Facebook recently asked users to add their phone numbers to their profiles as an extra security measure, but now users have realised their numbers are being used as a way to look up their profiles and target them with ads, and there’s no way to turn it off, according to users.
As TechCrunch reports, the issue was raised after Jeremy Burge, the founder Emojipedia, tweeted about the feature last Friday (March.1st).
“For years Facebook claimed that adding a phone number for 2FA was only for security,” he wrote. “Now it can be searched and there’s no way to disable that.”
Facebook ‘look-up option’
Facebook does allow users to hide their phone numbers from the general public and restrict their settings to friends on their profile. However, there is no way to get rid of the look-up option entirely as the option is set to default.
That means if a user’s settings are set to ‘Everyone’ instead of ‘Friends of friends’ or just ‘Friends’, anyone can view their page on the site, even if they don’t have a Facebook account.
Burge also goes on to point out that phone numbers could also be used as a way for different companies to link people’s activity across a variety of different platforms, allowing people to be tracked across the web.
“Using a phone number to sign up for services has been the single greatest coup for the social media and advertising industries. One unique ID that is used to link your identity across every platform on the internet,” he wrote.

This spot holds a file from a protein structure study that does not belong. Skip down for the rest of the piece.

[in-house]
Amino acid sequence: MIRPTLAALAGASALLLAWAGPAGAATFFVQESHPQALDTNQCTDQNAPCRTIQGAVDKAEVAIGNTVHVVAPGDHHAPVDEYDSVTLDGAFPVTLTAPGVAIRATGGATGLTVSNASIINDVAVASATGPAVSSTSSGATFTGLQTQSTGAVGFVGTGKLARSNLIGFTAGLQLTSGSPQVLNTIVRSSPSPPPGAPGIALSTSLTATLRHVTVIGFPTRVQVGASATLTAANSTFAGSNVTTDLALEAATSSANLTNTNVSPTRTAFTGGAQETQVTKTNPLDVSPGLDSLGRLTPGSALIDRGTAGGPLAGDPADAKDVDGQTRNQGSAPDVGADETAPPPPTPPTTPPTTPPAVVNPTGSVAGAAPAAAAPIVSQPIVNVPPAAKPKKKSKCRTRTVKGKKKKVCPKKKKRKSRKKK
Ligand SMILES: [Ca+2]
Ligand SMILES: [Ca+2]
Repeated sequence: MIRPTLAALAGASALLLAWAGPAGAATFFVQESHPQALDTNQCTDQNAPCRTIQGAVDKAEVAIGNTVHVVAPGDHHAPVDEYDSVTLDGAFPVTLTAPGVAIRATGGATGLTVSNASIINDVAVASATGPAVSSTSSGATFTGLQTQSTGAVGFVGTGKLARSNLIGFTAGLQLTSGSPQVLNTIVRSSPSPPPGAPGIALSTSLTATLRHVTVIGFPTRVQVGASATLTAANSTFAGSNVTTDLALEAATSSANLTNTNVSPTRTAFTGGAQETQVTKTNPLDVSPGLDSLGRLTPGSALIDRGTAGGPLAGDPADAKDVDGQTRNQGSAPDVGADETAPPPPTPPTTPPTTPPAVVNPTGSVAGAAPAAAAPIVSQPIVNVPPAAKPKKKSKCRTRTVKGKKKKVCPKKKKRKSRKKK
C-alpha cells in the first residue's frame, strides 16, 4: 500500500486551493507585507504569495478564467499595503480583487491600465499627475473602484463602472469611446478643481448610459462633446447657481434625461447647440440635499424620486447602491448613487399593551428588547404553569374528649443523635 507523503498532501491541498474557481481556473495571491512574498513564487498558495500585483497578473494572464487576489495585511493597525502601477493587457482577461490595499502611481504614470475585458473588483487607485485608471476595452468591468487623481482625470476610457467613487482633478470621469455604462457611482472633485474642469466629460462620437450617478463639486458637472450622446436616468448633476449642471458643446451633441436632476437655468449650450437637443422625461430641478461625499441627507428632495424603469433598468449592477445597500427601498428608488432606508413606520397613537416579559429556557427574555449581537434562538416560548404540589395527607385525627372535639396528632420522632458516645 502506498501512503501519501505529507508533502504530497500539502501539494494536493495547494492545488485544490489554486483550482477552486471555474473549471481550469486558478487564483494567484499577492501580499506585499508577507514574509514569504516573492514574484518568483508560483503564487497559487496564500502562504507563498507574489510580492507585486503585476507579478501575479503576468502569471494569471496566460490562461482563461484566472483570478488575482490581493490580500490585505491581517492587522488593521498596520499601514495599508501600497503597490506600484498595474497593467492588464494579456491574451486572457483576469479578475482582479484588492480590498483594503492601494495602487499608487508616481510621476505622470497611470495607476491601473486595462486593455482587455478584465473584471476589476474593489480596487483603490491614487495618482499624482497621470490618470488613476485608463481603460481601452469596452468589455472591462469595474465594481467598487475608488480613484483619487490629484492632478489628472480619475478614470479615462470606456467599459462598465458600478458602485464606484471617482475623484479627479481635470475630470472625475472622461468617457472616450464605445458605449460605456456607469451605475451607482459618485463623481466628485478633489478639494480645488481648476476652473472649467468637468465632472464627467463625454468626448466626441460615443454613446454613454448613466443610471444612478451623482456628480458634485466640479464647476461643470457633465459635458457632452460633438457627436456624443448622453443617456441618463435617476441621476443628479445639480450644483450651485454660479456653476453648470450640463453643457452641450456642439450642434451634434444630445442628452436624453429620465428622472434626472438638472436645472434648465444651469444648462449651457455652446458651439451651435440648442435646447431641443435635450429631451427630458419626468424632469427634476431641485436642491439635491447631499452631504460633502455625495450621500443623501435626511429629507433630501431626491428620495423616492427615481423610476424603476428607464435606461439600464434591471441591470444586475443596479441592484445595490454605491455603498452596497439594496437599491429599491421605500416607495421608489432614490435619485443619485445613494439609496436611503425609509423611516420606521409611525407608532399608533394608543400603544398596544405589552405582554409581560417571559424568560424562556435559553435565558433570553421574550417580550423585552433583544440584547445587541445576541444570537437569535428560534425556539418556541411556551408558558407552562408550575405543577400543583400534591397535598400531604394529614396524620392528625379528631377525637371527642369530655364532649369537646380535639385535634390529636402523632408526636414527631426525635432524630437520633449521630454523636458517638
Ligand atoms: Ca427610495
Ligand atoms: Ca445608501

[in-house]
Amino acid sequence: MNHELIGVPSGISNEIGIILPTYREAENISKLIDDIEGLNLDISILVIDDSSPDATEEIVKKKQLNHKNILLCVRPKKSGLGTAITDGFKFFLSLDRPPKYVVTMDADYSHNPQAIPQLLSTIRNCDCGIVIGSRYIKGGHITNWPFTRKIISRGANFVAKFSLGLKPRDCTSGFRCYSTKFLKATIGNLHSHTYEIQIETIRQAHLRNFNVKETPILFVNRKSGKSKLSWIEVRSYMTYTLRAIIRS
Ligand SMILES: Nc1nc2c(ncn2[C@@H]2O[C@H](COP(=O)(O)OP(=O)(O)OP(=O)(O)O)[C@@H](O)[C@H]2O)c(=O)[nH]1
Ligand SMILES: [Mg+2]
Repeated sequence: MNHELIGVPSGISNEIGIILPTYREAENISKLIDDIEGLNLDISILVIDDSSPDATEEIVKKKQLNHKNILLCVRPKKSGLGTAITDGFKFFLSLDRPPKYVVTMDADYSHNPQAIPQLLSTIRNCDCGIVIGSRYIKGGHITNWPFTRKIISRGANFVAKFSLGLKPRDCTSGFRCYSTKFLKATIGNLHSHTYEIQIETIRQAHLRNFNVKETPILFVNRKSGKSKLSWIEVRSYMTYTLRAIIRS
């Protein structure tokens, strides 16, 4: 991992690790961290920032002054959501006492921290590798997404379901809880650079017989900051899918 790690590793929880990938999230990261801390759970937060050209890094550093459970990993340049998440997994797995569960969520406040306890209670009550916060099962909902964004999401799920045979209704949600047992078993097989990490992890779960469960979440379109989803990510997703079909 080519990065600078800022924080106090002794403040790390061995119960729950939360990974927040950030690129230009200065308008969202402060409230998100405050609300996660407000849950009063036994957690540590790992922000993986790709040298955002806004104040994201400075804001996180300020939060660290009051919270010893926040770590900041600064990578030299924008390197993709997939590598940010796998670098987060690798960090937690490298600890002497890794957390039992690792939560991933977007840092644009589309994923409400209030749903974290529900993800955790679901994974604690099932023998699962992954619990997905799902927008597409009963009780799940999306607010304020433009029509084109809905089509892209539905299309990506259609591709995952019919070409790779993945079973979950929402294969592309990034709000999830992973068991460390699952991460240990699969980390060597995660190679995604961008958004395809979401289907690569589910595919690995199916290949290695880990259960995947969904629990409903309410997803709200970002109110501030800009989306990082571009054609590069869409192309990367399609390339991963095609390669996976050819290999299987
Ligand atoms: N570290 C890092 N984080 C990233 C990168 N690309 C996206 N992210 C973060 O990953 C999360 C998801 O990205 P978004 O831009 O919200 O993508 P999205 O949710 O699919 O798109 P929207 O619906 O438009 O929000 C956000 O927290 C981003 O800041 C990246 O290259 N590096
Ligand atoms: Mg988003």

“That is why every start-up wants your phone number.”
The concern surrounding Facebook’s use of phone numbers comes after the company announced plans to further integrate its messenger services across Messenger, Instagram and WhatsApp.
WhatsApp uses phone numbers as a primary way to set up an account, which could raise privacy concerns for users that use the app.
A Facebook spokesperson told TechCrunch that the settings are “not new” and “the setting applies to any phone numbers you added to your profile and isn’t specific to any feature”.
Since May 2018, Facebook removed the requirement of adding the feature to set up two-factor authentication (2FA).
In September, Facebook told TechCrunch that it uses phone numbers provided for 2FA for ad targeting after Gizmodo reported that numbers provided for 2FA “became targetable by an advertiser within a couple of weeks”.
Alex Stamos, former chief security officer and now an adjunct professor at Stanford University, also called out the practice in a tweet. “Facebook can’t credibly require two-factor for high-risk accounts without segmenting that from search and ads,” he said.